I am heartbroken, sickened and confused by the horrific tragedy that hit our Connecticut community on Friday. As a psychologist and a nurse who has spent more than 35 years dealing with trauma and death, I feel like I should have some answers about why and how this kind of event could occur.
But I do not. I don’t think anyone really knows what causes a human being to disregard the value of human life and kill his mother and 26 innocent children and adults before killing himself.
— APAHelpCenter (@APAHelpCenter) December 15, 2012
Mental illness isn’t the same as violence
What I do know is that we must all be careful about thinking that this type of behavior is typical of the mentally ill. Most people with mental illness are not violent. And acts of violence are not always committed by someone with a mental illness. That is really important to remember. This man may have suffered from some mental illness, but we don’t know the facts. Adam Lanza did show the world what evil looks like, and it is terrifying.
There is another side of this story. And this is the one we all must cling to and remember: Adam Lanza was one man. But, as a community and nation caring for each other, we are many more. After yesterday’s massacre millions of people from all over the world joined together with messages of condolences, prayer and offers to help. People from everywhere are connecting on an emotional level. And just maybe, this will help us all remember what is truly important.
We must work together to create a safe environment where we and our children can walk outside, shop in the malls, go to the movies and go to school without the fear of being killed. And I believe we will.
Bouncing back, moving on, growing stronger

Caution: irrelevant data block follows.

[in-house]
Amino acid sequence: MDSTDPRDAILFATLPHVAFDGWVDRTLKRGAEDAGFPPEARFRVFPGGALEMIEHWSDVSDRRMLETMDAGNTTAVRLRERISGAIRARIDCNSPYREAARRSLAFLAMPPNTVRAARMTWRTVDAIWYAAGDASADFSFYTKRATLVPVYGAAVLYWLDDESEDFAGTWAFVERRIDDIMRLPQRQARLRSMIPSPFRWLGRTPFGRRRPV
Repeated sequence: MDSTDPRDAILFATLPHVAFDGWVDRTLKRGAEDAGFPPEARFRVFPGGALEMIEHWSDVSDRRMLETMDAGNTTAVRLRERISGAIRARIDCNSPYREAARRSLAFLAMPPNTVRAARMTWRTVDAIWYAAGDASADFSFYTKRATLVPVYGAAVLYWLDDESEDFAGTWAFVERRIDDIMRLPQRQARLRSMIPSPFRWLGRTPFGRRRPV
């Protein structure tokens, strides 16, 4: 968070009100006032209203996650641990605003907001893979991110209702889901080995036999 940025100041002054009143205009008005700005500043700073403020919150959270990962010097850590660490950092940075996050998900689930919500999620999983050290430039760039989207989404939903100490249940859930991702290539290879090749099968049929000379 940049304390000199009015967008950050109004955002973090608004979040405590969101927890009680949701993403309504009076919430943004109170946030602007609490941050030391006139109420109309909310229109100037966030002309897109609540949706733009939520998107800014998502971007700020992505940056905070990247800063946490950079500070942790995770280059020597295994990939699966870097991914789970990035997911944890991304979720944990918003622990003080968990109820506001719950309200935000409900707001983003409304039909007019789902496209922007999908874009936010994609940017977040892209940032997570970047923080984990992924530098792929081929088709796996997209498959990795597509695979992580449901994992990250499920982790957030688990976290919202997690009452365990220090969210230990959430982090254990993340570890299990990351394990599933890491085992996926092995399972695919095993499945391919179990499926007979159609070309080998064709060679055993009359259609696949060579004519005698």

We are a very resilient group. I am constantly reminded of this as I work with patients who have experienced horrible and repeated trauma as kids. I watch them as they work hard to break the cycle of violence in which they were raised, learn to nurture themselves and become healthy individuals, parents, spouses and friends.
It is true that some people are born with a lot of resilience. But, resilience can be learned. Being resilient doesn’t mean we don’t feel horrible pain. It doesn’t deny the grief and suffering. But being resilient means that, in time, we will bounce back. We will survive and come back stronger. We will use our experiences to create a better world for ourselves and others.
Tips to help yourself and children
Here are a few things we can keep in mind as we all try to cope with the tragedy and senseless loss of life we have just witnessed.
- Make connections. Reach out to each other. Go to group gatherings for prayers and support.
- Avoid seeing this crisis as insurmountable. Right now this may be very hard. It may help to remember how we survived 9/11 and other terrible events. We overcome because it is in our very gut to survive. And we owe it to our children.
- Take decisive actions. Doing things really helps. Make cards, cook meals, make a donation for the families who lost children and parents.
- Keep things in perspective. Remember, Adam Lanza acted alone. If we work together, we can accomplish so much.
- Maintain a hopeful outlook. Believe that good will overcome the bad. Look around you and you will see so many random acts of kindness being performed every day. Watch an inspiring movie. Even if it makes you cry, the tears can help you as you grieve this forrific event.
- Take care of yourself and your family. Hug each other. A lot. Try to eat well, get some rest and maintain some sort of routine.
But for now, join me in my thoughts and prayers that all of us, and especially the families directly affected by this, will find a way to heal. I also send thoughts for healing to the first responders, the men and women who ran to the scene to help and saw the unimaginable.